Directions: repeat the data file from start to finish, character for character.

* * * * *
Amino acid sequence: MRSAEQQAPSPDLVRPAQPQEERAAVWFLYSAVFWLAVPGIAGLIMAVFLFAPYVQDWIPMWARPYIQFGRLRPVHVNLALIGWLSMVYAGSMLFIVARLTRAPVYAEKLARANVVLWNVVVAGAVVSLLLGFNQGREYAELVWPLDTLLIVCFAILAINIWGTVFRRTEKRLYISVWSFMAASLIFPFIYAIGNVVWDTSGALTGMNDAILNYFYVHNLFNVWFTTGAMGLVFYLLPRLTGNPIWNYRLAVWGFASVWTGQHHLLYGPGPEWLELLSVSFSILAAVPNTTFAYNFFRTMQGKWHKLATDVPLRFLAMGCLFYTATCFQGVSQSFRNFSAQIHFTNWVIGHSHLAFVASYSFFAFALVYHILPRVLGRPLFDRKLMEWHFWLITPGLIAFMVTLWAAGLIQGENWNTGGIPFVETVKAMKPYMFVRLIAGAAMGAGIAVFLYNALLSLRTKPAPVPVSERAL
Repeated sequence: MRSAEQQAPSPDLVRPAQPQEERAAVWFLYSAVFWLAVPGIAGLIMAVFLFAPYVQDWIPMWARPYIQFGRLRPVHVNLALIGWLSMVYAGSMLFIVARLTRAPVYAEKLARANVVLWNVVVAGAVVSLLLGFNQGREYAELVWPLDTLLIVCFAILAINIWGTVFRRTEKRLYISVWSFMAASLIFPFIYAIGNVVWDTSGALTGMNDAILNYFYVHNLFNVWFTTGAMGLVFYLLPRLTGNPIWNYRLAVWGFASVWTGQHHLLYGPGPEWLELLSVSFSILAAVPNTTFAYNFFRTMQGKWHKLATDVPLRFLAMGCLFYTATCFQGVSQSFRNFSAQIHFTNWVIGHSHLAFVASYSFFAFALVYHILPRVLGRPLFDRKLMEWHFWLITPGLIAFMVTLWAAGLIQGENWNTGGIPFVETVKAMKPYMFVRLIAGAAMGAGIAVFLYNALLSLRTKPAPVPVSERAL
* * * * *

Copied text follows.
Amino acid sequence: MRSAEQQAPSPDLVRPAQPQEERAAVWFLYSAVFWLAVPGIAGLIMAVFLFAPYVQDWIPMWARPYIQFGRLRPVHVNLALIGWLSMVYAGSMLFIVARLTRAPVYAEKLARANVVLWNVVVAGAVVSLLLGFNQGREYAELVWPLDTLLIVCFAILAINIWGTVFRRTEKRLYISVWSFMAASLIFPFIYAIGNVVWDTSGALTGMNDAILNYFYVHNLFNVWFTTGAMGLVFYLLPRLTGNPIWNYRLAVWGFASVWTGQHHLLYGPGPEWLELLSVSFSILAAVPNTTFAYNFFRTMQGKWHKLATDVPLRFLAMGCLFYTATCFQGVSQSFRNFSAQIHFTNWVIGHSHLAFVASYSFFAFALVYHILPRVLGRPLFDRKLMEWHFWLITPGLIAFMVTLWAAGLIQGENWNTGGIPFVETVKAMKPYMFVRLIAGAAMGAGIAVFLYNALLSLRTKPAPVPVSERAL
Repeated sequence: MRSAEQQAPSPDLVRPAQPQEERAAVWFLYSAVFWLAVPGIAGLIMAVFLFAPYVQDWIPMWARPYIQFGRLRPVHVNLALIGWLSMVYAGSMLFIVARLTRAPVYAEKLARANVVLWNVVVAGAVVSLLLGFNQGREYAELVWPLDTLLIVCFAILAINIWGTVFRRTEKRLYISVWSFMAASLIFPFIYAIGNVVWDTSGALTGMNDAILNYFYVHNLFNVWFTTGAMGLVFYLLPRLTGNPIWNYRLAVWGFASVWTGQHHLLYGPGPEWLELLSVSFSILAAVPNTTFAYNFFRTMQGKWHKLATDVPLRFLAMGCLFYTATCFQGVSQSFRNFSAQIHFTNWVIGHSHLAFVASYSFFAFALVYHILPRVLGRPLFDRKLMEWHFWLITPGLIAFMVTLWAAGLIQGENWNTGGIPFVETVKAMKPYMFVRLIAGAAMGAGIAVFLYNALLSLRTKPAPVPVSERAL